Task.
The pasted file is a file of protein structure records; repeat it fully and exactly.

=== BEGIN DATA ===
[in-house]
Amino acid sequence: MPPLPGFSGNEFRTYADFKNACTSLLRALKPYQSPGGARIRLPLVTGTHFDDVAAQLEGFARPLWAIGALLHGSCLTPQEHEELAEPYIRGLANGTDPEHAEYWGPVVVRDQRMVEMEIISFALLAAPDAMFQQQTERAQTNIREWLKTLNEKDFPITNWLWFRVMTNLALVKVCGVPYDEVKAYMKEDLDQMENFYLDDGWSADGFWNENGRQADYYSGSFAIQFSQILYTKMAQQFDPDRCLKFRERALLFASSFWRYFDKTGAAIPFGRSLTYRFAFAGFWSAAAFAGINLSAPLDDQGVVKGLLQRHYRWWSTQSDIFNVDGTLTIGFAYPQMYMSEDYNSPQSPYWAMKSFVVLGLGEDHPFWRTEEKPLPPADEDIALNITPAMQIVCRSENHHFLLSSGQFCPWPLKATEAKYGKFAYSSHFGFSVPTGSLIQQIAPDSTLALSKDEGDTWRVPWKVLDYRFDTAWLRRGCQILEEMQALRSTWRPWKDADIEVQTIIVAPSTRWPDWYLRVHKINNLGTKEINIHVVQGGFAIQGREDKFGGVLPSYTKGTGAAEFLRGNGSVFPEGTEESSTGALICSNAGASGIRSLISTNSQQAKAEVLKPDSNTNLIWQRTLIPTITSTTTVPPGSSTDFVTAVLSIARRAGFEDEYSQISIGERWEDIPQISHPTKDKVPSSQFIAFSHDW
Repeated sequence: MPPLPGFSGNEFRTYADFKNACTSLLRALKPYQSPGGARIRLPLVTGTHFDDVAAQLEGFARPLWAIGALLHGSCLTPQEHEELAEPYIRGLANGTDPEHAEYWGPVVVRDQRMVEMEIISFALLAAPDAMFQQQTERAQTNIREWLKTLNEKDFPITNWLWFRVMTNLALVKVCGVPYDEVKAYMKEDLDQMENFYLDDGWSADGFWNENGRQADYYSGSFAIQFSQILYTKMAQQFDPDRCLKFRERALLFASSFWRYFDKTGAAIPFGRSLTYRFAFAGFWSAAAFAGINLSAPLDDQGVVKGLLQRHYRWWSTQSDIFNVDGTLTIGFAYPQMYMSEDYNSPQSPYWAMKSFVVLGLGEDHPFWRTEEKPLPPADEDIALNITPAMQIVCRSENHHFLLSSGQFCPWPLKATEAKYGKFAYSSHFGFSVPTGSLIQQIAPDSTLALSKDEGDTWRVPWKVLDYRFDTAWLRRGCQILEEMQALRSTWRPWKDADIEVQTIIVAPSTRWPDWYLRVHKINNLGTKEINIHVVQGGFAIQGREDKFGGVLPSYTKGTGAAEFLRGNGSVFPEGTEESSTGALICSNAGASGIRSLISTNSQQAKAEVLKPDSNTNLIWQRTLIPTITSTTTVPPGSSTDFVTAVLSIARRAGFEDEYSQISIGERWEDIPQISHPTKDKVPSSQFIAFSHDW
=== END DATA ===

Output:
[in-house]
Amino acid sequence: MPPLPGFSGNEFRTYADFKNACTSLLRALKPYQSPGGARIRLPLVTGTHFDDVAAQLEGFARPLWAIGALLHGSCLTPQEHEELAEPYIRGLANGTDPEHAEYWGPVVVRDQRMVEMEIISFALLAAPDAMFQQQTERAQTNIREWLKTLNEKDFPITNWLWFRVMTNLALVKVCGVPYDEVKAYMKEDLDQMENFYLDDGWSADGFWNENGRQADYYSGSFAIQFSQILYTKMAQQFDPDRCLKFRERALLFASSFWRYFDKTGAAIPFGRSLTYRFAFAGFWSAAAFAGINLSAPLDDQGVVKGLLQRHYRWWSTQSDIFNVDGTLTIGFAYPQMYMSEDYNSPQSPYWAMKSFVVLGLGEDHPFWRTEEKPLPPADEDIALNITPAMQIVCRSENHHFLLSSGQFCPWPLKATEAKYGKFAYSSHFGFSVPTGSLIQQIAPDSTLALSKDEGDTWRVPWKVLDYRFDTAWLRRGCQILEEMQALRSTWRPWKDADIEVQTIIVAPSTRWPDWYLRVHKINNLGTKEINIHVVQGGFAIQGREDKFGGVLPSYTKGTGAAEFLRGNGSVFPEGTEESSTGALICSNAGASGIRSLISTNSQQAKAEVLKPDSNTNLIWQRTLIPTITSTTTVPPGSSTDFVTAVLSIARRAGFEDEYSQISIGERWEDIPQISHPTKDKVPSSQFIAFSHDW
Repeated sequence: MPPLPGFSGNEFRTYADFKNACTSLLRALKPYQSPGGARIRLPLVTGTHFDDVAAQLEGFARPLWAIGALLHGSCLTPQEHEELAEPYIRGLANGTDPEHAEYWGPVVVRDQRMVEMEIISFALLAAPDAMFQQQTERAQTNIREWLKTLNEKDFPITNWLWFRVMTNLALVKVCGVPYDEVKAYMKEDLDQMENFYLDDGWSADGFWNENGRQADYYSGSFAIQFSQILYTKMAQQFDPDRCLKFRERALLFASSFWRYFDKTGAAIPFGRSLTYRFAFAGFWSAAAFAGINLSAPLDDQGVVKGLLQRHYRWWSTQSDIFNVDGTLTIGFAYPQMYMSEDYNSPQSPYWAMKSFVVLGLGEDHPFWRTEEKPLPPADEDIALNITPAMQIVCRSENHHFLLSSGQFCPWPLKATEAKYGKFAYSSHFGFSVPTGSLIQQIAPDSTLALSKDEGDTWRVPWKVLDYRFDTAWLRRGCQILEEMQALRSTWRPWKDADIEVQTIIVAPSTRWPDWYLRVHKINNLGTKEINIHVVQGGFAIQGREDKFGGVLPSYTKGTGAAEFLRGNGSVFPEGTEESSTGALICSNAGASGIRSLISTNSQQAKAEVLKPDSNTNLIWQRTLIPTITSTTTVPPGSSTDFVTAVLSIARRAGFEDEYSQISIGERWEDIPQISHPTKDKVPSSQFIAFSHDW